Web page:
The authors of ‘Central and Eastern European Art Since 1950’ highlight the important work of Oto Hudec, a Slovakian multi-media artist who explores climate migration and the frightening effects of globalization on the environment.
By Maja and Reuben Fowkes
A pair of giant turtles carrying clay models of houses on their backs were suspended in the gallery space for Slovak artist Oto Hudec’s Archipelago exhibition at the Bratislava House of Arts in 2017. They formed the striking centrepiece of a show that brought together two years of artistic engagement with the inhabitants of a village in the Cabo Verde islands and migrants from the former Portuguese colony living in the Cova da Moura neighbourhood of Lisbon. Working with these geographically remote but culturally connected communities through ceramic workshops, photography and documentary film, the artist uncovered the entanglements of home and migration, legacies of colonial exploitation and Anthropocene tales of drought, failed harvests and rising ecological anxiety. The hanging sculptures recall the non-Western and indigenous mytheme of the World Turtle that supports the living world and the oceanic migrations undertaken by an allegedly sedentary species.
The impact of climate change on local communities and the ecosystems on which they depend is a recurrent motif in the work of this Central European artist with a planetary perspective on ecological and social justice issues. Considering the connection between desertification and the exodus of climate refugees, his installation Long, Long Road made visible the pressure points between areas of relative prosperity in the West and migratory flows from the global South at strategic border crossings. Fragile figures made from cotton and wood are filmed crossing deserts, seas and the physical obstacles of anti-migrant defences in their flight from war and global warming. His model of a desert checkpoint is reminiscent of anti-migrant barriers between Mexico and the United States, but also the razor-wire fences that guard European borders against the unauthorised movement of people.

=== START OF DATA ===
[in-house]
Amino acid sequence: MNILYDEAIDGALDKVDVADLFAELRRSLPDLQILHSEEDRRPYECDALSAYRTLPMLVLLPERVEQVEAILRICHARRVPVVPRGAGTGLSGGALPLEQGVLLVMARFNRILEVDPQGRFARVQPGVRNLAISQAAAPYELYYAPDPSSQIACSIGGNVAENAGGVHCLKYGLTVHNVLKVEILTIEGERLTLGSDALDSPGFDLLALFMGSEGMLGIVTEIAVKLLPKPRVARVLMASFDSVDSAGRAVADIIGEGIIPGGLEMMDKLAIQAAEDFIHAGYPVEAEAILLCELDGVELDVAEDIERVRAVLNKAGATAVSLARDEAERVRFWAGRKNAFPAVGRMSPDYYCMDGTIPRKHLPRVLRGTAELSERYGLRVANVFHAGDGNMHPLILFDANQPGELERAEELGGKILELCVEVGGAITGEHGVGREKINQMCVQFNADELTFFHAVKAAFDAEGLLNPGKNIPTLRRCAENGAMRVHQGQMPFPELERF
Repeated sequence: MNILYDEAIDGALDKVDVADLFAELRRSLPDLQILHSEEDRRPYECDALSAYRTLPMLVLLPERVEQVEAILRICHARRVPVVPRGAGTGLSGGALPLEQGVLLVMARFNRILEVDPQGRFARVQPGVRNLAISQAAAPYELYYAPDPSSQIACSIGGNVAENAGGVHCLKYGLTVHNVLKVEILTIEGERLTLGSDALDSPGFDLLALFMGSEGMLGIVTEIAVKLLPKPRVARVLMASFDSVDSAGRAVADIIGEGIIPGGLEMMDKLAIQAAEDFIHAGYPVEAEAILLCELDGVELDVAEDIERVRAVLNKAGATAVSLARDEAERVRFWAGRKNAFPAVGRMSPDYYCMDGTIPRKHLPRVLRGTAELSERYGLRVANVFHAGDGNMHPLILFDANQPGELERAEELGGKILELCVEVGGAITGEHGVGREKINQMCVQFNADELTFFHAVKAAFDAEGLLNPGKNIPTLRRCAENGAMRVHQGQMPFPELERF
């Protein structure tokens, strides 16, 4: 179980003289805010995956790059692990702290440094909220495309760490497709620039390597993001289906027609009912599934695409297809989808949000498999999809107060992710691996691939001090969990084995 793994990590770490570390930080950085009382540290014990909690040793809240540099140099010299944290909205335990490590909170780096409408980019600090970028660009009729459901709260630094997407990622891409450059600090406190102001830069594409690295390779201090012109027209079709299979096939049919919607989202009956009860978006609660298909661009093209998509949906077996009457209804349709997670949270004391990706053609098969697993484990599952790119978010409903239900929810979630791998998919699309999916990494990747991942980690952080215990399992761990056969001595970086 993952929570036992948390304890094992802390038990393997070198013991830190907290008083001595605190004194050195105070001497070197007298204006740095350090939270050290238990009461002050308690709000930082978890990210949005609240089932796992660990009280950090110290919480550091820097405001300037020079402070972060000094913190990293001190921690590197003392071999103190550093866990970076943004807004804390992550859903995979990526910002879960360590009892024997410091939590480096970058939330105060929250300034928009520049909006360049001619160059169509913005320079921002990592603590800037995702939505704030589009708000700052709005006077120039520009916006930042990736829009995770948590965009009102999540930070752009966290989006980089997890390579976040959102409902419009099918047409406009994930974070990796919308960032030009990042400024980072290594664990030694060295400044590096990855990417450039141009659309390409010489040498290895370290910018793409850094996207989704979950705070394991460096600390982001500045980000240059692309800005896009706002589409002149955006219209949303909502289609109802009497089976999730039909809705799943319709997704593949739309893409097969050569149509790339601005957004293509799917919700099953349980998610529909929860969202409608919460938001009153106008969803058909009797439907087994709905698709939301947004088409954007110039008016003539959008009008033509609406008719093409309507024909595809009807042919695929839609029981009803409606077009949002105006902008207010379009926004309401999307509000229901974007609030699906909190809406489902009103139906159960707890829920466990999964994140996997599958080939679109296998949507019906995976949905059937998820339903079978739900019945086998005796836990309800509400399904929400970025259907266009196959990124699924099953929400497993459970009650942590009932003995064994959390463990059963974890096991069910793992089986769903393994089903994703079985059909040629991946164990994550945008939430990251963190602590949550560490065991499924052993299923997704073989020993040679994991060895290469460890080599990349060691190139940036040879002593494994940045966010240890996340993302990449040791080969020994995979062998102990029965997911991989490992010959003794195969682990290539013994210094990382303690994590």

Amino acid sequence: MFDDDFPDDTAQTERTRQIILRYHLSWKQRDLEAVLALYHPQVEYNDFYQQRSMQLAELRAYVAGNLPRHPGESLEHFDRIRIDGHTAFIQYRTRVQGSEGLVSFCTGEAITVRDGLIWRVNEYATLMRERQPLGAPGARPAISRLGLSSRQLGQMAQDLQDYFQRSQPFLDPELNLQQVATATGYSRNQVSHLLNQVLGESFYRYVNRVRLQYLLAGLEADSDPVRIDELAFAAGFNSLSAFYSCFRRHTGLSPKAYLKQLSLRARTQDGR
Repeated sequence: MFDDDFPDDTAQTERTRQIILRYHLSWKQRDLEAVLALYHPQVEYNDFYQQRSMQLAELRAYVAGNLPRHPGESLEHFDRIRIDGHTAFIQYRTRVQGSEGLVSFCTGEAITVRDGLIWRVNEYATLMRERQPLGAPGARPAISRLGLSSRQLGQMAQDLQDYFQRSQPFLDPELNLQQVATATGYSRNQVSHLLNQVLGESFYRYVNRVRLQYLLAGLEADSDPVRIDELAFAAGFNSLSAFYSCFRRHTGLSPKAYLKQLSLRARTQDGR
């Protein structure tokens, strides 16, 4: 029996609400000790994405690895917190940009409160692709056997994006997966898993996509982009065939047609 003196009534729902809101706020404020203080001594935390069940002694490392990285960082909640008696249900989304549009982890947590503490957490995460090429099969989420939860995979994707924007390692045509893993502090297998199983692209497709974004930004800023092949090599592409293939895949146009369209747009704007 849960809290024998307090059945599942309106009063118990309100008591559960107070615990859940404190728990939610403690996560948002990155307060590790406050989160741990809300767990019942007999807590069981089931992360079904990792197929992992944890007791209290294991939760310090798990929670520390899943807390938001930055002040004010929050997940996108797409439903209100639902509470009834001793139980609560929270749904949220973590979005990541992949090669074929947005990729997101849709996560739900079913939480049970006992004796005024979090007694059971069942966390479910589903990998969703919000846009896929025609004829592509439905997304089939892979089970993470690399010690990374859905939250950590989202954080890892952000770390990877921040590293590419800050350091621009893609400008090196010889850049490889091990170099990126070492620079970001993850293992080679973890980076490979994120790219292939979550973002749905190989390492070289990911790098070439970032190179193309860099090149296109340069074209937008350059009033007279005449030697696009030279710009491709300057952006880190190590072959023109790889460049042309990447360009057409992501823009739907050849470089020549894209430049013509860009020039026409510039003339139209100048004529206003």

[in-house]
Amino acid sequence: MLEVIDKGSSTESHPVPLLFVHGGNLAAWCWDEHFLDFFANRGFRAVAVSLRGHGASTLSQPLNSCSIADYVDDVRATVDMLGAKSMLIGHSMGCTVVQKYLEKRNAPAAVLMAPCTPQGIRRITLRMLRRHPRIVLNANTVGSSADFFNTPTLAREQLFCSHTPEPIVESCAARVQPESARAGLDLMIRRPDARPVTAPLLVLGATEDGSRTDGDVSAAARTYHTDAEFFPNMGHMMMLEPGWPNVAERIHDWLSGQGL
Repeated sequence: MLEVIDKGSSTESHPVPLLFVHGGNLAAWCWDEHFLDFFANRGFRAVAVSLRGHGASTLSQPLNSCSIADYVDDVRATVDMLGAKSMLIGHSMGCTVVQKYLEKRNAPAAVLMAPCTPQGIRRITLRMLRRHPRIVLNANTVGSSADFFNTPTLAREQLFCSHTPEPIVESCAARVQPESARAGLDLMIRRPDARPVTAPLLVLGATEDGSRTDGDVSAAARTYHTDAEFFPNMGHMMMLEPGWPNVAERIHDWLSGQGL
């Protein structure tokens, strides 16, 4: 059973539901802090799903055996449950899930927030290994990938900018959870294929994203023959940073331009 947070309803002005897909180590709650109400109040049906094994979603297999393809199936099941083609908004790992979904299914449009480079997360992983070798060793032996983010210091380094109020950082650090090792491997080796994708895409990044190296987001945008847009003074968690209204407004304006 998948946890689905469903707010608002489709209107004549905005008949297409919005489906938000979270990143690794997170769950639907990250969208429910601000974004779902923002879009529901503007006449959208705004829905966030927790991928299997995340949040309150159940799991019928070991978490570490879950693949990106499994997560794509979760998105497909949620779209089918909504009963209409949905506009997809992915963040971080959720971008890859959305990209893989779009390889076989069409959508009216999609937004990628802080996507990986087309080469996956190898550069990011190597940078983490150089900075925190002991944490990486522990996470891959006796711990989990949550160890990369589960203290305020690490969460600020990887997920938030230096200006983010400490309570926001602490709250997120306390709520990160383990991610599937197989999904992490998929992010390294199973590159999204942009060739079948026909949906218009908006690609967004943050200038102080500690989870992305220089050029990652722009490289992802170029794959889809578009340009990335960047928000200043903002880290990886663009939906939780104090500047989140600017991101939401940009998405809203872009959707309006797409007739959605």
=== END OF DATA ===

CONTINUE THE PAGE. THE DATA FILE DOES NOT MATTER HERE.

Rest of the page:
Hudec approached issues of migration and climate change from another direction in Nor Tortoise Shell nor Blades of Grass (2014), a meditative work that grew out of a five-month residency in Seoul, South Korea. Wishing to experience and connect with a distant Eastern culture and yet conscious of the limits to familiarity gained from a temporary stay, the artist took long strolls and bicycle rides to find subjects for plein air paintings. Rather than buildings or people, he chose to represent the particularities of place by depicting individual trees he encountered in the city, recording stories and observations on the reverse of the canvas. In his exhibition the paintings were installed like books in a library for perusal and learning, alongside a video documenting cross-cultural encounters with curious onlookers. The enigmatic title refers to an ancient Taoist story in which a prophet, on being asked for guidance on the right way of living, answers that there are some questions that neither ‘tortoise shell nor blade of grass can answer.’ Hudec’s work demonstrates just such an attentive approach, sharing with many other environmentally attuned artists an awareness of the need to consider the impact of individual and collective actions on the natural environment and vulnerable communities during unpredictable ecological times.